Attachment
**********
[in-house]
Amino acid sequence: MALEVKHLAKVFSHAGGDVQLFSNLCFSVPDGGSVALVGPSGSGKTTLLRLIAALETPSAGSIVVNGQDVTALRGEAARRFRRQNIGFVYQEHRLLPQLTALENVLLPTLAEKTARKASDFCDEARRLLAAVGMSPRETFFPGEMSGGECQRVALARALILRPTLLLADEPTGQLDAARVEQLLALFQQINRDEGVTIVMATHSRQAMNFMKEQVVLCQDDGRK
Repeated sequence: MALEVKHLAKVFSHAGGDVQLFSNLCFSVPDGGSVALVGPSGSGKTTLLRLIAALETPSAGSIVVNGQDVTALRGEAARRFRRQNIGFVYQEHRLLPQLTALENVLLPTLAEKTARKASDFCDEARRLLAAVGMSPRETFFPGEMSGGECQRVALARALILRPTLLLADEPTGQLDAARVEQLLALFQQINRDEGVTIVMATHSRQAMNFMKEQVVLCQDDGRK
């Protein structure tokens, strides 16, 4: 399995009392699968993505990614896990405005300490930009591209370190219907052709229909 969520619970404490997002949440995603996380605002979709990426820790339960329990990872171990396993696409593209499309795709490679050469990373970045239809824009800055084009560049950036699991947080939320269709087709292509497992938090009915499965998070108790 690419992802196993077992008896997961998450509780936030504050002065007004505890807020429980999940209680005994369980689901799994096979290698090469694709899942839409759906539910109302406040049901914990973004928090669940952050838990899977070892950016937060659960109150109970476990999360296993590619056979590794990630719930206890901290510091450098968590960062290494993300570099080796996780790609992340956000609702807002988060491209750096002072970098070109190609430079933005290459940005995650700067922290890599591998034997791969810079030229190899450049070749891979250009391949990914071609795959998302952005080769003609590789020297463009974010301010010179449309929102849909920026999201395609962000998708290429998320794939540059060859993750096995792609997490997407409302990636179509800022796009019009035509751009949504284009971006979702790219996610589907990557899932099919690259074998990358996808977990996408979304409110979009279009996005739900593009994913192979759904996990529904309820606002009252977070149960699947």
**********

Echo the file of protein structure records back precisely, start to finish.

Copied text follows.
[in-house]
Amino acid sequence: MALEVKHLAKVFSHAGGDVQLFSNLCFSVPDGGSVALVGPSGSGKTTLLRLIAALETPSAGSIVVNGQDVTALRGEAARRFRRQNIGFVYQEHRLLPQLTALENVLLPTLAEKTARKASDFCDEARRLLAAVGMSPRETFFPGEMSGGECQRVALARALILRPTLLLADEPTGQLDAARVEQLLALFQQINRDEGVTIVMATHSRQAMNFMKEQVVLCQDDGRK
Repeated sequence: MALEVKHLAKVFSHAGGDVQLFSNLCFSVPDGGSVALVGPSGSGKTTLLRLIAALETPSAGSIVVNGQDVTALRGEAARRFRRQNIGFVYQEHRLLPQLTALENVLLPTLAEKTARKASDFCDEARRLLAAVGMSPRETFFPGEMSGGECQRVALARALILRPTLLLADEPTGQLDAARVEQLLALFQQINRDEGVTIVMATHSRQAMNFMKEQVVLCQDDGRK
């Protein structure tokens, strides 16, 4: 399995009392699968993505990614896990405005300490930009591209370190219907052709229909 969520619970404490997002949440995603996380605002979709990426820790339960329990990872171990396993696409593209499309795709490679050469990373970045239809824009800055084009560049950036699991947080939320269709087709292509497992938090009915499965998070108790 690419992802196993077992008896997961998450509780936030504050002065007004505890807020429980999940209680005994369980689901799994096979290698090469694709899942839409759906539910109302406040049901914990973004928090669940952050838990899977070892950016937060659960109150109970476990999360296993590619056979590794990630719930206890901290510091450098968590960062290494993300570099080796996780790609992340956000609702807002988060491209750096002072970098070109190609430079933005290459940005995650700067922290890599591998034997791969810079030229190899450049070749891979250009391949990914071609795959998302952005080769003609590789020297463009974010301010010179449309929102849909920026999201395609962000998708290429998320794939540059060859993750096995792609997490997407409302990636179509800022796009019009035509751009949504284009971006979702790219996610589907990557899932099919690259074998990358996808977990996408979304409110979009279009996005739900593009994913192979759904996990529904309820606002009252977070149960699947």